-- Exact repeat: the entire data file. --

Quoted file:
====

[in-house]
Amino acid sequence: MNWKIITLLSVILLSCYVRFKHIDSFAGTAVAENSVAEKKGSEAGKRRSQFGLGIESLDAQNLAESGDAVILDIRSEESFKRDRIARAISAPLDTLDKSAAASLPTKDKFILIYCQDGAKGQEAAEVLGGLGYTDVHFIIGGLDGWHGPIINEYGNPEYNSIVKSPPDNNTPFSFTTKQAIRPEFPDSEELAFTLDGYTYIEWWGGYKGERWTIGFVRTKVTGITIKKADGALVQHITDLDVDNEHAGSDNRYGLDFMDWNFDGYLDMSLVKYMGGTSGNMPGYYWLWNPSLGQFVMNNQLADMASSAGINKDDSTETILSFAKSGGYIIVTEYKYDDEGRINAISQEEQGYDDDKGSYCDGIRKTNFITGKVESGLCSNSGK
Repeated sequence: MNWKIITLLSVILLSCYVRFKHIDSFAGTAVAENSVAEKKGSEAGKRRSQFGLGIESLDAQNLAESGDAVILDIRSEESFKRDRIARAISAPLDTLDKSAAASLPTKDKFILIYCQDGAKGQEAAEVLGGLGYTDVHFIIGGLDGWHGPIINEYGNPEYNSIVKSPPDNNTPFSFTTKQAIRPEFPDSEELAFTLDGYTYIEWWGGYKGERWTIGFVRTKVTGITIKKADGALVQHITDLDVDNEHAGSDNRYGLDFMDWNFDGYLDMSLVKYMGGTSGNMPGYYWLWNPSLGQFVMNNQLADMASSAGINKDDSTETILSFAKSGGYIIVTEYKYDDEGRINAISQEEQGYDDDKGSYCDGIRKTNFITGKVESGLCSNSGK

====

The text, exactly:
[in-house]
Amino acid sequence: MNWKIITLLSVILLSCYVRFKHIDSFAGTAVAENSVAEKKGSEAGKRRSQFGLGIESLDAQNLAESGDAVILDIRSEESFKRDRIARAISAPLDTLDKSAAASLPTKDKFILIYCQDGAKGQEAAEVLGGLGYTDVHFIIGGLDGWHGPIINEYGNPEYNSIVKSPPDNNTPFSFTTKQAIRPEFPDSEELAFTLDGYTYIEWWGGYKGERWTIGFVRTKVTGITIKKADGALVQHITDLDVDNEHAGSDNRYGLDFMDWNFDGYLDMSLVKYMGGTSGNMPGYYWLWNPSLGQFVMNNQLADMASSAGINKDDSTETILSFAKSGGYIIVTEYKYDDEGRINAISQEEQGYDDDKGSYCDGIRKTNFITGKVESGLCSNSGK
Repeated sequence: MNWKIITLLSVILLSCYVRFKHIDSFAGTAVAENSVAEKKGSEAGKRRSQFGLGIESLDAQNLAESGDAVILDIRSEESFKRDRIARAISAPLDTLDKSAAASLPTKDKFILIYCQDGAKGQEAAEVLGGLGYTDVHFIIGGLDGWHGPIINEYGNPEYNSIVKSPPDNNTPFSFTTKQAIRPEFPDSEELAFTLDGYTYIEWWGGYKGERWTIGFVRTKVTGITIKKADGALVQHITDLDVDNEHAGSDNRYGLDFMDWNFDGYLDMSLVKYMGGTSGNMPGYYWLWNPSLGQFVMNNQLADMASSAGINKDDSTETILSFAKSGGYIIVTEYKYDDEGRINAISQEEQGYDDDKGSYCDGIRKTNFITGKVESGLCSNSGK